Why I Love Coaching

After a 10 month hiatus, I finally feel a desire to start blogging again, primarily because I want to write about what I consider to be my most authentic teaching, which I do as a coach. When I got into teaching, I knew I wanted to be a coach. I love the lessons learned in sports, and how football, baseball, and ultimate are microcosms of “real life.”

After coaching for a few years, however, I’ve come to a realization – my role as a football and baseball coach is also where I get to be a teacher, free of all other expectations and bureaucracy. While my day job as an English teacher is wonderful, I am also saddled by the additional responsibilities that come with that – curriculum writing, state testing, and so on. To be honest, the politics involved in public education (both the small-scale and the large-scale) sometimes lead me to question whether I want to continue in this field.

Coaching, however, has given me a reason for optimism. When I coach, I experience the purest form of teaching I can imagine.

  • Everything I teach my student-athletes is based on what I know they need to learn. While there may be an overarching guide to what I teach them (offensive philosophy, for example), I have the freedom to affirm their strengths and help them overcome their weaknesses. I don’t feel that same freedom in the classroom.
  • Effective coaching is based on proven educational strategies – direct instruction, guided practice, repetition, scaffolding authentic feedback. I instruct players what to do (on the board), show them how to do it (walk through), help them do it themselves repeatedly (drills), and give them feedback via film. Even grading players (which I do in football) is more authentic because it is only done when necessary to show players their strengths and weaknesses. Unfortunately, grading in the classroom is a chore – I must have so many grades in the gradebook, whether they are informative of student learning or not. And it takes so long to grade that I can’t realistically give feedback as quickly as needed.
  • Student-athletes are not a captive audience like other students – they choose to be there, and as a result, they are much more vested in learning what they need to in order to be the best that they can be. This means that they are more receptive to the feedback I give and are more willing to work on improving in those areas.
  • The feedback I receive as a coach is wonderful – when my players don’t perform, it’s clear what I need to do better. When we watch film as coaches, the feedback I get is specific and helpful. While there may be criticism of my coaching and/or the players I coach, the goal is always very clear – to put our players in a position where they can be successful. The result is that I improve as a coach. This is feedback I do not receive in the classroom.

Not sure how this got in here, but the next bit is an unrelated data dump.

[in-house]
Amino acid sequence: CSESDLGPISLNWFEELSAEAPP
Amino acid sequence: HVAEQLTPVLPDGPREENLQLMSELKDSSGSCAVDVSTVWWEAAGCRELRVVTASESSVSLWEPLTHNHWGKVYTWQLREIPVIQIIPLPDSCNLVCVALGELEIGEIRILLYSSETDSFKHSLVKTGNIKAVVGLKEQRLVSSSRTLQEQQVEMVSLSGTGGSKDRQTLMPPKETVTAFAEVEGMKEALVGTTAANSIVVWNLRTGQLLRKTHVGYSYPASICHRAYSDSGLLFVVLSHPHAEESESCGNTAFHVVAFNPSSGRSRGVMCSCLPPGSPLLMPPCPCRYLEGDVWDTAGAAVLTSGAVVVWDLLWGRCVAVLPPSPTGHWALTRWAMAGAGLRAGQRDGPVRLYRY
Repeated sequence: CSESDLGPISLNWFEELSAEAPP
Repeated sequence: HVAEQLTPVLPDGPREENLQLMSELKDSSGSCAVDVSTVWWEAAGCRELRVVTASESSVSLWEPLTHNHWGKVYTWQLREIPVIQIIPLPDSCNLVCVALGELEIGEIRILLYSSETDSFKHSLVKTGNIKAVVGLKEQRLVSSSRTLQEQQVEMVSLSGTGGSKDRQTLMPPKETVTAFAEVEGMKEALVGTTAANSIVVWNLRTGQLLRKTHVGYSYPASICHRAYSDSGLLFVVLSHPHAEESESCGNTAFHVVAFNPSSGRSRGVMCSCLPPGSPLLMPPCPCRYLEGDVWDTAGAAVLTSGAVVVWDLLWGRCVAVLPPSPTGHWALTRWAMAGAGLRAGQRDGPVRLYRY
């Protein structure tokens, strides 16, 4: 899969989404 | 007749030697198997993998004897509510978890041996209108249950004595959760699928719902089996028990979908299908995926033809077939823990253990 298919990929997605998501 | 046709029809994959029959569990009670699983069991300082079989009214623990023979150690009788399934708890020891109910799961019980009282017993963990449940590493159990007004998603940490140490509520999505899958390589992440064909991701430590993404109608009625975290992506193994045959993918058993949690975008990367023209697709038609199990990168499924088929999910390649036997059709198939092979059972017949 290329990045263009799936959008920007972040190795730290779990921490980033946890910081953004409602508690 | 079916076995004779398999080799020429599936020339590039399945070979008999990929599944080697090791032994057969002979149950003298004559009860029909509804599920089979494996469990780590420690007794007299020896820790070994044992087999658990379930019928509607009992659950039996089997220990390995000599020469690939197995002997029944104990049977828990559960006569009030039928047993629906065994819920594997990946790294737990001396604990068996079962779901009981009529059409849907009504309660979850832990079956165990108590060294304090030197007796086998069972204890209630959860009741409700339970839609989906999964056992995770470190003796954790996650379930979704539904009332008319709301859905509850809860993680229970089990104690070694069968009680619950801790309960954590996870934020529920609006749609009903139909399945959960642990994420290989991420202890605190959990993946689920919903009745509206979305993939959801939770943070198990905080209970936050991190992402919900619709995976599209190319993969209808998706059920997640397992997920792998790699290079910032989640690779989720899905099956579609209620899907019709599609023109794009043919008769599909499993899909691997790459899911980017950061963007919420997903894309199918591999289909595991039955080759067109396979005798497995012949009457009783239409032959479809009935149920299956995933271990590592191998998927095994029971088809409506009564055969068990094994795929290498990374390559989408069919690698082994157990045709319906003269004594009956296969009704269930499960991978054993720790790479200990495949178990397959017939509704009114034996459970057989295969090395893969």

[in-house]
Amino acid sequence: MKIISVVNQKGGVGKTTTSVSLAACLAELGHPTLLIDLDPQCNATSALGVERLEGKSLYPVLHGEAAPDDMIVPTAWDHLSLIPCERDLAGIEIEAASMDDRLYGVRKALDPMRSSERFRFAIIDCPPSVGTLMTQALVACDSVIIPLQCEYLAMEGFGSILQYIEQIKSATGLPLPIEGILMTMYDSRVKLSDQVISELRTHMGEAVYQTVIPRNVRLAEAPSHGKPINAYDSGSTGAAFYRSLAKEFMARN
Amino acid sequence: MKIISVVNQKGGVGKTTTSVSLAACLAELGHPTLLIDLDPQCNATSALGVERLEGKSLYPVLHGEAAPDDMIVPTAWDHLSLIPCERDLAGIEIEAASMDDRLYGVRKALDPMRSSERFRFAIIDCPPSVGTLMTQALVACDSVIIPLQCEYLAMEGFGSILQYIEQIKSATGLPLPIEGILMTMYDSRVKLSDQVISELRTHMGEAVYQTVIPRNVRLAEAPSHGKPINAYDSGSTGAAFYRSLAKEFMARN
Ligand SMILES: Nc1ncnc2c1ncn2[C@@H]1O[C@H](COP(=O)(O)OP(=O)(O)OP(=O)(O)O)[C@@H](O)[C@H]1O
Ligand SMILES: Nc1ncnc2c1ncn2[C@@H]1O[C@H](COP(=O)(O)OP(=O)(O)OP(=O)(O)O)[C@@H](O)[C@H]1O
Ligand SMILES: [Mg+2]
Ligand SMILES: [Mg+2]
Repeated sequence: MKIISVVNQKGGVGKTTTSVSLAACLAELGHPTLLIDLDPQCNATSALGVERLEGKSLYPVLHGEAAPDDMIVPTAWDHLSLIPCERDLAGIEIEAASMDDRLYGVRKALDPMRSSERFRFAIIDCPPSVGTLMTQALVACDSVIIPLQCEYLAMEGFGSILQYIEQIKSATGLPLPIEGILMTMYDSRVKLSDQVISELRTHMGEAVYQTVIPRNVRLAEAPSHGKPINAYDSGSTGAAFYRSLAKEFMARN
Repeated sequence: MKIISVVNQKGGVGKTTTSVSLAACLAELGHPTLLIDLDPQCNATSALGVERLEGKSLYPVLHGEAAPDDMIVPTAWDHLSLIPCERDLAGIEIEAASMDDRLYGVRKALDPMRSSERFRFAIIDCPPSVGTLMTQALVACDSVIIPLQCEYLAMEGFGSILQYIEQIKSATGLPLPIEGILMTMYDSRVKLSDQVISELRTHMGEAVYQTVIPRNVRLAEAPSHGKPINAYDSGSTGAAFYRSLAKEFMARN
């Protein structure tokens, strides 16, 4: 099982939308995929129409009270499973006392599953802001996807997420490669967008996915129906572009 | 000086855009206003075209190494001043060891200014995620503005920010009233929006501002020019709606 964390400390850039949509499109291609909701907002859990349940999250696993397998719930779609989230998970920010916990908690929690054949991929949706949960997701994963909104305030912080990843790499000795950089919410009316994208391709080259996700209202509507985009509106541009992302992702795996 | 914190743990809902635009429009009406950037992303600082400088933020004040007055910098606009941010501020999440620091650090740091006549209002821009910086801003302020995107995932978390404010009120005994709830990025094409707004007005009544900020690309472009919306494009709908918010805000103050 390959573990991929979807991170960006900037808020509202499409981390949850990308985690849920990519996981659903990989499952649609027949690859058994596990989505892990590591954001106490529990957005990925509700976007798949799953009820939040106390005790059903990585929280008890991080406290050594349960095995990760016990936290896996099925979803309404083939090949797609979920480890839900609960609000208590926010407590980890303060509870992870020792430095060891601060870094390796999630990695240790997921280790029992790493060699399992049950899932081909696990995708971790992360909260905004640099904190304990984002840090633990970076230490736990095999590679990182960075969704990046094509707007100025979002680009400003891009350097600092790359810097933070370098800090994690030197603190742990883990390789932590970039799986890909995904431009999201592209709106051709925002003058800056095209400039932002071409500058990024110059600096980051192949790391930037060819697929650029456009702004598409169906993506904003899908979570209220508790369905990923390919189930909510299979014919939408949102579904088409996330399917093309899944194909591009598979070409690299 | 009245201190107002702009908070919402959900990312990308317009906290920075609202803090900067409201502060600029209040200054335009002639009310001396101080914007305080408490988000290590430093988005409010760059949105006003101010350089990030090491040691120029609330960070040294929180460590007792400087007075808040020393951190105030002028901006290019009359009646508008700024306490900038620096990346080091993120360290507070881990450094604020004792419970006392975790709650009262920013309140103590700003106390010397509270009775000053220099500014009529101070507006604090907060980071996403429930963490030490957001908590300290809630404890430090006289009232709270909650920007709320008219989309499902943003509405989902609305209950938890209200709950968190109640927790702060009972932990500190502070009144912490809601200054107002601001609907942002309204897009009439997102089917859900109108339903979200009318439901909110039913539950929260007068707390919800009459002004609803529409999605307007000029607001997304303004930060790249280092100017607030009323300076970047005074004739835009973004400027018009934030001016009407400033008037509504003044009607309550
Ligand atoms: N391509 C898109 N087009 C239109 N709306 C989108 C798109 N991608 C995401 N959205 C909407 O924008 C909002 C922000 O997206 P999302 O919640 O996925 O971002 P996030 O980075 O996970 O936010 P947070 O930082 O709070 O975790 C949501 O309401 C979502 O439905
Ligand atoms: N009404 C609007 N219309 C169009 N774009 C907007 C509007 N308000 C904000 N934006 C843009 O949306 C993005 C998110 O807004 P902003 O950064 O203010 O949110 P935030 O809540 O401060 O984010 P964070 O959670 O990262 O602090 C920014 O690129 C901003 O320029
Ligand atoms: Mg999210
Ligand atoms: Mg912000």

While there are plenty of other things that I love about coaching (raising up leaders, teaching boys what it means to be men, watching young people grow outside the classroom, etc.), I’ve realized that this is what I love most about it – the opportunity to simply teach.


3 responses to “Why I Love Coaching

  • 3 Lessons from Coaching that Improved My Teaching « Edumacation

    […] I mentioned previously, my experiences coaching have given me reason to remain optimistic about teaching. One reason is […]

  • Vin A

    I hear what you’re saying and agree with most of it, but the “expectations and bureaucracy” are exactly what have kept me from getting back in to coaching.

    I too teach English and have felt many of the things you have mentioned, but when I left a school at which I coached soccer and baseball for six years and started working at a school where I heard horror stories about parents and, especially, the athletic director, I declined to apply for what, at the time, was my dream job: varsity baseball coach. As an untenured teacher I was reluctant to put myself in a position of scrutiny with no support from the AD.

    Now, a few years in and tenured I find that I desire much of what you have mentioned… a large part being that kids are not captive and the results of your teaching are tangible and appreciated.

    • thehurt

      Funny you should mention that – I’ve often tossed around the idea of being a head coach at some point, but that’s precisely what keeps me from doing it. Coincidentally, I’m reading Bill Walsh’s “The Score Takes Care of Itself” and he mentions that he didn’t enjoy being a head coach as much as he enjoyed being an assistant with the Browns for this exact reason – he wanted to teach, and head coaches deal with everything butteaching. I couldn’t agree more, which is why I really enjoy my assistant coaching positions – I love teaching kids and helping them develop as athletes and as young men.

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